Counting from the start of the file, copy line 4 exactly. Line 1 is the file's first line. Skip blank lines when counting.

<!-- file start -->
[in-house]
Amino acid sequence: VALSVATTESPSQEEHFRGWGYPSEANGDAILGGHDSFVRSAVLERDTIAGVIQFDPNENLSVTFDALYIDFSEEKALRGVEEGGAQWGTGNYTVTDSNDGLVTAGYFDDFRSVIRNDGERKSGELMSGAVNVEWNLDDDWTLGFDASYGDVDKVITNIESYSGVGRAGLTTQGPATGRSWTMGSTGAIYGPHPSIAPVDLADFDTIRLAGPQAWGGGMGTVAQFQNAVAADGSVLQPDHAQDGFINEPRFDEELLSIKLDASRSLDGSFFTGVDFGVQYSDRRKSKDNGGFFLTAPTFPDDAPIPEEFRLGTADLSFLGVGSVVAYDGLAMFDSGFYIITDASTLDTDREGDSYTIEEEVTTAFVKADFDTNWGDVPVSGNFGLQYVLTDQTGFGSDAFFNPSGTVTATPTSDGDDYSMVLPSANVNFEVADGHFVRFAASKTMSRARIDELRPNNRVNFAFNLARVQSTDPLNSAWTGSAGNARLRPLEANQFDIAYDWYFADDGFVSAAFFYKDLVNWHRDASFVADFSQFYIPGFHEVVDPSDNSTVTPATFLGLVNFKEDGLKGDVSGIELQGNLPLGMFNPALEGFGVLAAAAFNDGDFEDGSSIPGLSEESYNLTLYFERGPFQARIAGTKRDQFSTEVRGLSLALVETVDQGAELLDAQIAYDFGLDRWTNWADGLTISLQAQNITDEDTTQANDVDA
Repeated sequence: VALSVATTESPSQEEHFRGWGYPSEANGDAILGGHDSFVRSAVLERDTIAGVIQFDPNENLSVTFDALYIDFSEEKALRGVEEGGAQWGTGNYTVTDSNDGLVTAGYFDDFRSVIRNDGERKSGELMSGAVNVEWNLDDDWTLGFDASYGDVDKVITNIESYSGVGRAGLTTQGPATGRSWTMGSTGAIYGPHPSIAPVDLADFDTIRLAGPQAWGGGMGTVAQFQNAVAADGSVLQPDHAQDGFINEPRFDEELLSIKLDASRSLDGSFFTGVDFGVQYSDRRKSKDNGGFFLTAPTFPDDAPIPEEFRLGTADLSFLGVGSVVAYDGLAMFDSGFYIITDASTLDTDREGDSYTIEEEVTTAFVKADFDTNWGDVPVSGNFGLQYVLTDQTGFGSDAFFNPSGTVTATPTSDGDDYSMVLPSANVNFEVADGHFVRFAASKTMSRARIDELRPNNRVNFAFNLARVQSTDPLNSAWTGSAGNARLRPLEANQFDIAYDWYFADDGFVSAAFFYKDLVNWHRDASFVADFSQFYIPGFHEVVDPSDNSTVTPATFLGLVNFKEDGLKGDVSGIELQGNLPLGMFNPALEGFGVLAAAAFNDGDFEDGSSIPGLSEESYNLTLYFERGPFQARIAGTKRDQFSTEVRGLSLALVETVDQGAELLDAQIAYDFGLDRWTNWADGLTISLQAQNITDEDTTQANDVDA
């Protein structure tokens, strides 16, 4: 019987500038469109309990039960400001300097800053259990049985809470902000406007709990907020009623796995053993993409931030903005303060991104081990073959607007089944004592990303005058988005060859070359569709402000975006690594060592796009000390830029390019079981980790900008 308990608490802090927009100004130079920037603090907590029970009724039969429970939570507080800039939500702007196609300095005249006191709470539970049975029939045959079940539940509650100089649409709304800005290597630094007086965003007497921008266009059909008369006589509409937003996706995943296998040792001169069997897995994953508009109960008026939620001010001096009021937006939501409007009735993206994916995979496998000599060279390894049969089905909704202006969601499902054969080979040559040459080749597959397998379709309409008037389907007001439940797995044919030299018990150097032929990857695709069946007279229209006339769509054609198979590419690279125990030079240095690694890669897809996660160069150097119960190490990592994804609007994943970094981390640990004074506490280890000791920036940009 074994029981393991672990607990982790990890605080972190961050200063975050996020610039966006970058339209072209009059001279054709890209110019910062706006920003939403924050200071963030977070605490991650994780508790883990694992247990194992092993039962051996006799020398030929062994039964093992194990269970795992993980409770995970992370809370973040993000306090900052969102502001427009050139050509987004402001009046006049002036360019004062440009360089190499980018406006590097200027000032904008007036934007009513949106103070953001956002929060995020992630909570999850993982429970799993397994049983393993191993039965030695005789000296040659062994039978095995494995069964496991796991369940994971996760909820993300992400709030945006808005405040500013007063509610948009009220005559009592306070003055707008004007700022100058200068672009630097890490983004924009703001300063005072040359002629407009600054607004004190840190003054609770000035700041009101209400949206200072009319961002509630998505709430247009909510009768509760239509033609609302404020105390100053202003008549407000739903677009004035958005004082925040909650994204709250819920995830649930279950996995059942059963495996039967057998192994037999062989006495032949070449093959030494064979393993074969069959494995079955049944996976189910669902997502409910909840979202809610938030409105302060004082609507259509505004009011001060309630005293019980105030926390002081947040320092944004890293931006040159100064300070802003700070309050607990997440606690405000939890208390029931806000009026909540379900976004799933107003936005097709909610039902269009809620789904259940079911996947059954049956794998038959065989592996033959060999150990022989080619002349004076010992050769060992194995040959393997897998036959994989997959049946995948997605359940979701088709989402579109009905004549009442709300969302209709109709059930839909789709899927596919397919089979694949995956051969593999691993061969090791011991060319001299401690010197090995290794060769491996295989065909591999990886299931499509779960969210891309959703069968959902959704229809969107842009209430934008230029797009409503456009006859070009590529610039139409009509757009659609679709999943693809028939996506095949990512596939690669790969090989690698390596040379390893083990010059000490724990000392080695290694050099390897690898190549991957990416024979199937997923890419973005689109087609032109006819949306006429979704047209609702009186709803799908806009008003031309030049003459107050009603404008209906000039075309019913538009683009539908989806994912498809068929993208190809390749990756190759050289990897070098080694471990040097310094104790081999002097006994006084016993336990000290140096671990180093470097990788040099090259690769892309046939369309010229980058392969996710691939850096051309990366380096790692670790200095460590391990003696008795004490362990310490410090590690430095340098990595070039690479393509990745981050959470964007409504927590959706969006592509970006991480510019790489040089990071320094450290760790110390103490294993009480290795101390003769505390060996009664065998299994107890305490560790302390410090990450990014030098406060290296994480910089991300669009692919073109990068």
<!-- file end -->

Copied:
């Protein structure tokens, strides 16, 4: 019987500038469109309990039960400001300097800053259990049985809470902000406007709990907020009623796995053993993409931030903005303060991104081990073959607007089944004592990303005058988005060859070359569709402000975006690594060592796009000390830029390019079981980790900008 308990608490802090927009100004130079920037603090907590029970009724039969429970939570507080800039939500702007196609300095005249006191709470539970049975029939045959079940539940509650100089649409709304800005290597630094007086965003007497921008266009059909008369006589509409937003996706995943296998040792001169069997897995994953508009109960008026939620001010001096009021937006939501409007009735993206994916995979496998000599060279390894049969089905909704202006969601499902054969080979040559040459080749597959397998379709309409008037389907007001439940797995044919030299018990150097032929990857695709069946007279229209006339769509054609198979590419690279125990030079240095690694890669897809996660160069150097119960190490990592994804609007994943970094981390640990004074506490280890000791920036940009 074994029981393991672990607990982790990890605080972190961050200063975050996020610039966006970058339209072209009059001279054709890209110019910062706006920003939403924050200071963030977070605490991650994780508790883990694992247990194992092993039962051996006799020398030929062994039964093992194990269970795992993980409770995970992370809370973040993000306090900052969102502001427009050139050509987004402001009046006049002036360019004062440009360089190499980018406006590097200027000032904008007036934007009513949106103070953001956002929060995020992630909570999850993982429970799993397994049983393993191993039965030695005789000296040659062994039978095995494995069964496991796991369940994971996760909820993300992400709030945006808005405040500013007063509610948009009220005559009592306070003055707008004007700022100058200068672009630097890490983004924009703001300063005072040359002629407009600054607004004190840190003054609770000035700041009101209400949206200072009319961002509630998505709430247009909510009768509760239509033609609302404020105390100053202003008549407000739903677009004035958005004082925040909650994204709250819920995830649930279950996995059942059963495996039967057998192994037999062989006495032949070449093959030494064979393993074969069959494995079955049944996976189910669902997502409910909840979202809610938030409105302060004082609507259509505004009011001060309630005293019980105030926390002081947040320092944004890293931006040159100064300070802003700070309050607990997440606690405000939890208390029931806000009026909540379900976004799933107003936005097709909610039902269009809620789904259940079911996947059954049956794998038959065989592996033959060999150990022989080619002349004076010992050769060992194995040959393997897998036959994989997959049946995948997605359940979701088709989402579109009905004549009442709300969302209709109709059930839909789709899927596919397919089979694949995956051969593999691993061969090791011991060319001299401690010197090995290794060769491996295989065909591999990886299931499509779960969210891309959703069968959902959704229809969107842009209430934008230029797009409503456009006859070009590529610039139409009509757009659609679709999943693809028939996506095949990512596939690669790969090989690698390596040379390893083990010059000490724990000392080695290694050099390897690898190549991957990416024979199937997923890419973005689109087609032109006819949306006429979704047209609702009186709803799908806009008003031309030049003459107050009603404008209906000039075309019913538009683009539908989806994912498809068929993208190809390749990756190759050289990897070098080694471990040097310094104790081999002097006994006084016993336990000290140096671990180093470097990788040099090259690769892309046939369309010229980058392969996710691939850096051309990366380096790692670790200095460590391990003696008795004490362990310490410090590690430095340098990595070039690479393509990745981050959470964007409504927590959706969006592509970006991480510019790489040089990071320094450290760790110390103490294993009480290795101390003769505390060996009664065998299994107890305490560790302390410090990450990014030098406060290296994480910089991300669009692919073109990068």